Accounting for quality: Issues with modeling the impact of R&D on economic growth and carbon emissions in developing economies
Karen Fisher-Vanden and
Ian Sue Wing
Energy Economics, 2008, vol. 30, issue 6, 2771-2784
The literature on climate policy modeling has paid scant attention to the important role that R&D is already playing in industrializing countries such as China, where R&D investments are targeting not only productivity improvements but also enhancements in the quality and variety of products. We focus here on the effects of quality-enhancing innovation on energy use and GHG emissions in developing countries. We construct an analytical model to show that efficiency-improving and quality-enhancing R&D have opposing influences on energy and emission intensities, with the efficiency-improving R&D having an attenuating effect and quality-enhancing R&D having an amplifying effect. We find that the balance of these opposing forces depends on the elasticity of upstream output with respect to efficiency-improving R&D, the elasticity of downstream output with respect to upstream quality-enhancing R&D occurring upstream, and the relative shares of emissions-intensive inputs in the costs of production of upstream versus downstream industries. We employ a computable general equilibrium (CGE) simulation of the Chinese economy to illustrate the difficulties that arise in incorporating these results into models for climate policy analysis, and we offer a simple remedy.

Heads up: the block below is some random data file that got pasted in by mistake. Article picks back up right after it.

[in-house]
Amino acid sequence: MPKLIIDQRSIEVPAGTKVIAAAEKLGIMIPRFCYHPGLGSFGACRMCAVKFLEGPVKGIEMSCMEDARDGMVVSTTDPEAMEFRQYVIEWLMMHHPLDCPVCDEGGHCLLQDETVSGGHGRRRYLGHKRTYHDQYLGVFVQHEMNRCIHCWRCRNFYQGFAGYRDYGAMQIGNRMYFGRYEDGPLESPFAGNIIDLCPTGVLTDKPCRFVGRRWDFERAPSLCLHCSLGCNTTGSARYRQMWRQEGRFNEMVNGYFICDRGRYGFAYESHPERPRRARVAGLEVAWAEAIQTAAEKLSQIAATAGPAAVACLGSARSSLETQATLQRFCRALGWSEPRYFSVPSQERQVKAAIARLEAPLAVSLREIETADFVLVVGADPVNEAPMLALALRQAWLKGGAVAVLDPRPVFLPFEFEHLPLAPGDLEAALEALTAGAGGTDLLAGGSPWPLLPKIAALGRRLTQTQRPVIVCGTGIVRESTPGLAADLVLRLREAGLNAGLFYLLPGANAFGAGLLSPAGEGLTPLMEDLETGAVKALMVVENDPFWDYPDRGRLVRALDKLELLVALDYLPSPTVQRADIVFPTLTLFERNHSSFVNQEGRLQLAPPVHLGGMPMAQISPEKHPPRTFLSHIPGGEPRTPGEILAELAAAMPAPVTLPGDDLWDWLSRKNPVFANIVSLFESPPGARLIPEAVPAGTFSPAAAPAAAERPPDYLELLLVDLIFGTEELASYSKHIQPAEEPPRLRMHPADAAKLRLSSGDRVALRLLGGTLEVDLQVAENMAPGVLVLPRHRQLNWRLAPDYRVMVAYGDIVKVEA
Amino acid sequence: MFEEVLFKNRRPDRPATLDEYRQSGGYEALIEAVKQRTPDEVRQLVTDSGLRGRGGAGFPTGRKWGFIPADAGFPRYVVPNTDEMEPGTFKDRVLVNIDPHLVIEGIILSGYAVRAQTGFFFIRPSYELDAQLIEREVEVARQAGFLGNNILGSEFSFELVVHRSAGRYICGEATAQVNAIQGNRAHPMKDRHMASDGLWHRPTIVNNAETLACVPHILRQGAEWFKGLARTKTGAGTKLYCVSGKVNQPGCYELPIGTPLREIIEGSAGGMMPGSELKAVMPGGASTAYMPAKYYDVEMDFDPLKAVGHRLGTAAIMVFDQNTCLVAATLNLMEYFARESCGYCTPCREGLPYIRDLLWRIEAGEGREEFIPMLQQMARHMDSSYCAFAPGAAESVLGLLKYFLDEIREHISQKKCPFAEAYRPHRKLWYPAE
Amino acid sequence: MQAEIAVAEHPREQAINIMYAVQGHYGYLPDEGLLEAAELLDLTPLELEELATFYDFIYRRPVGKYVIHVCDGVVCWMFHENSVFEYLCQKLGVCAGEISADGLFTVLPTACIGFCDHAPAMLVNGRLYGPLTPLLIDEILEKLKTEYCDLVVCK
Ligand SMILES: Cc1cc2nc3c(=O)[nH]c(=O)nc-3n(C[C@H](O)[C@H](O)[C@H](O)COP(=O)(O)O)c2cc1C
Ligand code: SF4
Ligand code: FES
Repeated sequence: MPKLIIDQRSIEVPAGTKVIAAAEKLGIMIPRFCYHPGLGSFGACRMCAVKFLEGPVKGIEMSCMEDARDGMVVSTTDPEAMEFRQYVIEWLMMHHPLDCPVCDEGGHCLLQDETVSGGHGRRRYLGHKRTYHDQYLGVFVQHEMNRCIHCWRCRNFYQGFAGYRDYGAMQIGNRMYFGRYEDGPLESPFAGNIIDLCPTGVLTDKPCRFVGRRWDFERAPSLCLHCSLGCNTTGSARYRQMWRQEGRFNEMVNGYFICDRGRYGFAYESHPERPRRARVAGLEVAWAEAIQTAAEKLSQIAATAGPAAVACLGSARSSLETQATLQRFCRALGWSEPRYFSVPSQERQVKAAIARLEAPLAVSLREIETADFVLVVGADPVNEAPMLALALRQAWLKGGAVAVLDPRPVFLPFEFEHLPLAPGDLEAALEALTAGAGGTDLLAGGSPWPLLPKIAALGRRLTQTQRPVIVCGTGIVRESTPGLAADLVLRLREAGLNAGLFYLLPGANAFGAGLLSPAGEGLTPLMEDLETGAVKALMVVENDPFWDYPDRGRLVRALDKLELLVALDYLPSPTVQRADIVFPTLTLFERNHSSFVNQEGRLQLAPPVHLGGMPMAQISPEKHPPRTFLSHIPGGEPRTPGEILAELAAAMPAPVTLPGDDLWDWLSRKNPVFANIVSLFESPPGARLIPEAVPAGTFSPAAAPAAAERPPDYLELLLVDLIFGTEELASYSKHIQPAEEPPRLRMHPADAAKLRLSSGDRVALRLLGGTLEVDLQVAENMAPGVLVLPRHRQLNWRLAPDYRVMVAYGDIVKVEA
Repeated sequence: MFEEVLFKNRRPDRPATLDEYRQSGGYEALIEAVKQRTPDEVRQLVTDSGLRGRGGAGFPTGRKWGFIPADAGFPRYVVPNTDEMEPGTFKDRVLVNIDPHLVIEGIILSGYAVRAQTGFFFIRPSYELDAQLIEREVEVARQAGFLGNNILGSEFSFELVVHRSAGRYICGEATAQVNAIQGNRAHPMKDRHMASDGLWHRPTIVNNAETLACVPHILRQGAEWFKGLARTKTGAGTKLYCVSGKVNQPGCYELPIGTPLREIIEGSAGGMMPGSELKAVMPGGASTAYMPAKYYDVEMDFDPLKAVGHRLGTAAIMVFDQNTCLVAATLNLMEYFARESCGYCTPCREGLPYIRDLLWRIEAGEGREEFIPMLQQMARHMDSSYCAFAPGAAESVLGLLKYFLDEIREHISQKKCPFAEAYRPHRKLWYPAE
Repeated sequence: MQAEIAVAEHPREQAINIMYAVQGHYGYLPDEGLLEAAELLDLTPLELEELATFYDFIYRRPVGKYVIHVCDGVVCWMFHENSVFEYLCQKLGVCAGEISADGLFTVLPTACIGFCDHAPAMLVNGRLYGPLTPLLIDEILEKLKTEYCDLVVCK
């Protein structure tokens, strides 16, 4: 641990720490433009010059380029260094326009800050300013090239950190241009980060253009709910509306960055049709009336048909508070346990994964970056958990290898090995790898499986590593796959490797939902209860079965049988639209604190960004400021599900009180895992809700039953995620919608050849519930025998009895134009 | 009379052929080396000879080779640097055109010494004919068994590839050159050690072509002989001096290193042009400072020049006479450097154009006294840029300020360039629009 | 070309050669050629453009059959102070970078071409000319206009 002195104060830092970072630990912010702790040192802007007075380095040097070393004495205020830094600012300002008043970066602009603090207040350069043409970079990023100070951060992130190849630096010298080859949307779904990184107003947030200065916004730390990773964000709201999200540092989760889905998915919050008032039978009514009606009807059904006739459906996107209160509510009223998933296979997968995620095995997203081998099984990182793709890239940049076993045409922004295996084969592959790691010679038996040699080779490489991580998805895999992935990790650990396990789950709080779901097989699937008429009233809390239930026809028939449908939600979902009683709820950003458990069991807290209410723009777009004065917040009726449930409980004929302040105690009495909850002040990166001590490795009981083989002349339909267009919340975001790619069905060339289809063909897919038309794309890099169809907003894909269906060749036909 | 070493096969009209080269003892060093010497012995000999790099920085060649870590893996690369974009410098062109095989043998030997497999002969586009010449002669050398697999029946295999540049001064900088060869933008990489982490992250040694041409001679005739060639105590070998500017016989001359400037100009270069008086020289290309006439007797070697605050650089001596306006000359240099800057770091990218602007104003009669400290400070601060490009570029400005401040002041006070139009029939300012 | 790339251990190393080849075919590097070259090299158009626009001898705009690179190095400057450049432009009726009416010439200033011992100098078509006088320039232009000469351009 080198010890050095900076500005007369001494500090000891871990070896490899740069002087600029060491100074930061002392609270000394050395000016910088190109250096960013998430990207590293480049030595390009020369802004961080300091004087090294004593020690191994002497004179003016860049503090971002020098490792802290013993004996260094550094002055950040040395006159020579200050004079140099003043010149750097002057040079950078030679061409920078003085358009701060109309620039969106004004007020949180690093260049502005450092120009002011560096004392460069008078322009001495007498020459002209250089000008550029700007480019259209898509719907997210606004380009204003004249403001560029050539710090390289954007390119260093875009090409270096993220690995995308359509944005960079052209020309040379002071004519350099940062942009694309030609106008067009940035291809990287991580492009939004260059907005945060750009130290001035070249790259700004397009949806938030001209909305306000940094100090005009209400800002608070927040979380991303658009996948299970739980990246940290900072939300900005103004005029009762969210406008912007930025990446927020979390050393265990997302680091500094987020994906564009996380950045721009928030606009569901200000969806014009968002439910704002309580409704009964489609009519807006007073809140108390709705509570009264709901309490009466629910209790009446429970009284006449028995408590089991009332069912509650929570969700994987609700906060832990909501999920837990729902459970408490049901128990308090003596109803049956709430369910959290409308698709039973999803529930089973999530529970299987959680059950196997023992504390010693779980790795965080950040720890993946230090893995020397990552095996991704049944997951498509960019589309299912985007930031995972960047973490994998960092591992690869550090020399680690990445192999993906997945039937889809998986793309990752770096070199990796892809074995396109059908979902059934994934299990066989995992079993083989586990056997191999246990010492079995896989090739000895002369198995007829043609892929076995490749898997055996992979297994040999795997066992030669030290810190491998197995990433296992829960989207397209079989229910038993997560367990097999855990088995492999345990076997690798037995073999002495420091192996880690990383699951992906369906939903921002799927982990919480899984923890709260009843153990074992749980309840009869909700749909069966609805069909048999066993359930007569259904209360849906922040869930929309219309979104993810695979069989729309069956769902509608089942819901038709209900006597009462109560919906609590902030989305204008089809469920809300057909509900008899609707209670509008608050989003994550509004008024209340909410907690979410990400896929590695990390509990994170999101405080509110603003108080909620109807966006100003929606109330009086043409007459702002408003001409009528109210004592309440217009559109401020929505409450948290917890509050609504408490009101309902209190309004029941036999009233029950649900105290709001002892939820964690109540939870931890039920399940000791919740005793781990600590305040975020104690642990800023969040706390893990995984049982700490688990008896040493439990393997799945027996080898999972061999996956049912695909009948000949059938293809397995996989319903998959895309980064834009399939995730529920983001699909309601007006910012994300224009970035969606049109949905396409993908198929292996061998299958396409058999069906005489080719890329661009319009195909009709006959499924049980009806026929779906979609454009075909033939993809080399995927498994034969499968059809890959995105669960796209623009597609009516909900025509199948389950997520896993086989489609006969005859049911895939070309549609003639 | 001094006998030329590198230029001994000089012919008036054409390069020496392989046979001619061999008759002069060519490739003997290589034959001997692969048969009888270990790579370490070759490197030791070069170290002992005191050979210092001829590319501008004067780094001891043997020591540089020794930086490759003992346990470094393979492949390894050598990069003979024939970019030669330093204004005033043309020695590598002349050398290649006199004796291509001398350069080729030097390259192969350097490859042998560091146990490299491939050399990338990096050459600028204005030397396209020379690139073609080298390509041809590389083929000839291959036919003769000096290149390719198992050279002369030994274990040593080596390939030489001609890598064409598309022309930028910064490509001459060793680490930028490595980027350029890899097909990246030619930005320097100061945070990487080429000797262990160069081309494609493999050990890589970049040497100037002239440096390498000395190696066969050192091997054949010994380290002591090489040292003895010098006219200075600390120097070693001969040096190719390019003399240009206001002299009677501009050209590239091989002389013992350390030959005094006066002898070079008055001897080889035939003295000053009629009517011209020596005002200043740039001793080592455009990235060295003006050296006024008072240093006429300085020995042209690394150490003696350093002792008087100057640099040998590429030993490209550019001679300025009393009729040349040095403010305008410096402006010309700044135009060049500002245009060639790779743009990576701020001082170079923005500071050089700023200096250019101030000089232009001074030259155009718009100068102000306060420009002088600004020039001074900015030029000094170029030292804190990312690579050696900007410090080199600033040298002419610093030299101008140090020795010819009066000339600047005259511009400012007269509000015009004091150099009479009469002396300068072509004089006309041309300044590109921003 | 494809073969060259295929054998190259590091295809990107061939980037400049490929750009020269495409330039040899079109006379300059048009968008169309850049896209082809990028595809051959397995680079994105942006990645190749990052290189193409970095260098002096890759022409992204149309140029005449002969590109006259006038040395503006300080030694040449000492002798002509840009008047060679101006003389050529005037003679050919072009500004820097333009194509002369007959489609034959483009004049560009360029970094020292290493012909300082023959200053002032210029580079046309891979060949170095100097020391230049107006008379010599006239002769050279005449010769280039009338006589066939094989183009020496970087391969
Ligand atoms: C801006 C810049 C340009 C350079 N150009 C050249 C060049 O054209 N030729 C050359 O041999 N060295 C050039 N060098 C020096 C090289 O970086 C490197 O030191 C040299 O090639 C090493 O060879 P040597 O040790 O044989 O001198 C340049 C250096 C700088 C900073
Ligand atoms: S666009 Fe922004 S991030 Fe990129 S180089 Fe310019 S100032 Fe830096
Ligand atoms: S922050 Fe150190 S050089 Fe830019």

Keywords: Technological; change; Product; quality; Carbon; emissions; Global; climate; change; Computable; general; equilibrium (search for similar items in EconPapers)
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Persistent link: https://EconPapers.repec.org/RePEc:eee:eneeco:v:30:y:2008:i:6:p:2771-2784
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